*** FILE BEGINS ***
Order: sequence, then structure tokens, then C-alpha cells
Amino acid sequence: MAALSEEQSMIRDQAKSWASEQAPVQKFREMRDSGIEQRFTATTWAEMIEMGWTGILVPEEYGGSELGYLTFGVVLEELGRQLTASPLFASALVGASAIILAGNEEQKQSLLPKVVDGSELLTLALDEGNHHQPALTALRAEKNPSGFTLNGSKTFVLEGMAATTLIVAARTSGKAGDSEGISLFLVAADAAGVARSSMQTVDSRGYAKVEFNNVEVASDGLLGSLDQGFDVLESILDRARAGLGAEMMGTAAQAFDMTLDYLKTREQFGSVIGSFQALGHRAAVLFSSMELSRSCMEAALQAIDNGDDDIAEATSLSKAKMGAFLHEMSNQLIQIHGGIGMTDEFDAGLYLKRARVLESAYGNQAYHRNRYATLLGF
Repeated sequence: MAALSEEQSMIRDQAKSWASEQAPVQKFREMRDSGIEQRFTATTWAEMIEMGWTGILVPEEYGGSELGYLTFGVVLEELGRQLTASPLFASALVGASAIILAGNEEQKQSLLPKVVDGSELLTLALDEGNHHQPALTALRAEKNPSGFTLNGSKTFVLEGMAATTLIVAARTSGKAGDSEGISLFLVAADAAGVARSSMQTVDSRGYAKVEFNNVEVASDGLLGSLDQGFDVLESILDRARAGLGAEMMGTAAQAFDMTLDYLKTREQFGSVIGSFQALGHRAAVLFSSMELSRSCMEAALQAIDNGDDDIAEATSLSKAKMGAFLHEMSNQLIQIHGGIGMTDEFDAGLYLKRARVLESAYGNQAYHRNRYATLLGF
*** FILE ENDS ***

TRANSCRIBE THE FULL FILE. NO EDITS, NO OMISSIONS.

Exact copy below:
Order: sequence, then structure tokens, then C-alpha cells
Amino acid sequence: MAALSEEQSMIRDQAKSWASEQAPVQKFREMRDSGIEQRFTATTWAEMIEMGWTGILVPEEYGGSELGYLTFGVVLEELGRQLTASPLFASALVGASAIILAGNEEQKQSLLPKVVDGSELLTLALDEGNHHQPALTALRAEKNPSGFTLNGSKTFVLEGMAATTLIVAARTSGKAGDSEGISLFLVAADAAGVARSSMQTVDSRGYAKVEFNNVEVASDGLLGSLDQGFDVLESILDRARAGLGAEMMGTAAQAFDMTLDYLKTREQFGSVIGSFQALGHRAAVLFSSMELSRSCMEAALQAIDNGDDDIAEATSLSKAKMGAFLHEMSNQLIQIHGGIGMTDEFDAGLYLKRARVLESAYGNQAYHRNRYATLLGF
Repeated sequence: MAALSEEQSMIRDQAKSWASEQAPVQKFREMRDSGIEQRFTATTWAEMIEMGWTGILVPEEYGGSELGYLTFGVVLEELGRQLTASPLFASALVGASAIILAGNEEQKQSLLPKVVDGSELLTLALDEGNHHQPALTALRAEKNPSGFTLNGSKTFVLEGMAATTLIVAARTSGKAGDSEGISLFLVAADAAGVARSSMQTVDSRGYAKVEFNNVEVASDGLLGSLDQGFDVLESILDRARAGLGAEMMGTAAQAFDMTLDYLKTREQFGSVIGSFQALGHRAAVLFSSMELSRSCMEAALQAIDNGDDDIAEATSLSKAKMGAFLHEMSNQLIQIHGGIGMTDEFDAGLYLKRARVLESAYGNQAYHRNRYATLLGF